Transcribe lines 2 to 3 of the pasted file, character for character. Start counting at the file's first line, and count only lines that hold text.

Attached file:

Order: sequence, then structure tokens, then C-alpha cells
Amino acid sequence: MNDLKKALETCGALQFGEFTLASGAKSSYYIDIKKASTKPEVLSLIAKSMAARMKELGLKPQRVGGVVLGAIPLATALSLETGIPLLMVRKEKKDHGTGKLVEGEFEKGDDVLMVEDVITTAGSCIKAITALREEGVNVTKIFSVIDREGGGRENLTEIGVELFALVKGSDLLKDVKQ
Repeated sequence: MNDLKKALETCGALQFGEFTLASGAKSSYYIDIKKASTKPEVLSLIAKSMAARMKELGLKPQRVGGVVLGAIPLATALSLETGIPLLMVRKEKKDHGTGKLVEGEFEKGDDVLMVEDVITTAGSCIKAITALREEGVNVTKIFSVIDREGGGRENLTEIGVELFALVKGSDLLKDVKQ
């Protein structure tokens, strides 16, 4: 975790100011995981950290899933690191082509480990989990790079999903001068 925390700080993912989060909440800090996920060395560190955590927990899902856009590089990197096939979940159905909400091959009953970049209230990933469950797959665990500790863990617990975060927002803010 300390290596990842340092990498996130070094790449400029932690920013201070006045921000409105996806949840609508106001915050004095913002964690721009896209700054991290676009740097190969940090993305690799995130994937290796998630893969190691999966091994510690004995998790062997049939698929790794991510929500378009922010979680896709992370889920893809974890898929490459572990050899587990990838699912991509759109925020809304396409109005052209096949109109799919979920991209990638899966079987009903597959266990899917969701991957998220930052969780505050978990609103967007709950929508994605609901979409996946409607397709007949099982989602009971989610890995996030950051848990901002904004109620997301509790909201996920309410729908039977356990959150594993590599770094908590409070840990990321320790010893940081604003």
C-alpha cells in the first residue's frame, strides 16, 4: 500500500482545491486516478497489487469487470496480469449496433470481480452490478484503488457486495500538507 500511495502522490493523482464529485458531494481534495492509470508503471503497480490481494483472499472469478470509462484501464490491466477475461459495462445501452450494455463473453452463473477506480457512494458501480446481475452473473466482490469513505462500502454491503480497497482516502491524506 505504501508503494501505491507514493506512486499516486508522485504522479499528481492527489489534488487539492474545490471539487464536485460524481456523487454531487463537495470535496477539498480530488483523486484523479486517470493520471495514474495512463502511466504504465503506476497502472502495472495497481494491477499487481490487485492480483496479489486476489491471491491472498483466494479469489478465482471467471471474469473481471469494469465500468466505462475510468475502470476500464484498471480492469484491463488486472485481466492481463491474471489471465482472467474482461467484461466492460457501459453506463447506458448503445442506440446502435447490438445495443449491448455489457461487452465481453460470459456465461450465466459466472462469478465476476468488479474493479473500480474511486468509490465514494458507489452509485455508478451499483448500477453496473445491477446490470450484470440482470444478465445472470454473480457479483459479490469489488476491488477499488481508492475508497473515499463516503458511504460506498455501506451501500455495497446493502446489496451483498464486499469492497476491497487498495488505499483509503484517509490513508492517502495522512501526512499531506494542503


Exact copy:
Amino acid sequence: MNDLKKALETCGALQFGEFTLASGAKSSYYIDIKKASTKPEVLSLIAKSMAARMKELGLKPQRVGGVVLGAIPLATALSLETGIPLLMVRKEKKDHGTGKLVEGEFEKGDDVLMVEDVITTAGSCIKAITALREEGVNVTKIFSVIDREGGGRENLTEIGVELFALVKGSDLLKDVKQ
Repeated sequence: MNDLKKALETCGALQFGEFTLASGAKSSYYIDIKKASTKPEVLSLIAKSMAARMKELGLKPQRVGGVVLGAIPLATALSLETGIPLLMVRKEKKDHGTGKLVEGEFEKGDDVLMVEDVITTAGSCIKAITALREEGVNVTKIFSVIDREGGGRENLTEIGVELFALVKGSDLLKDVKQ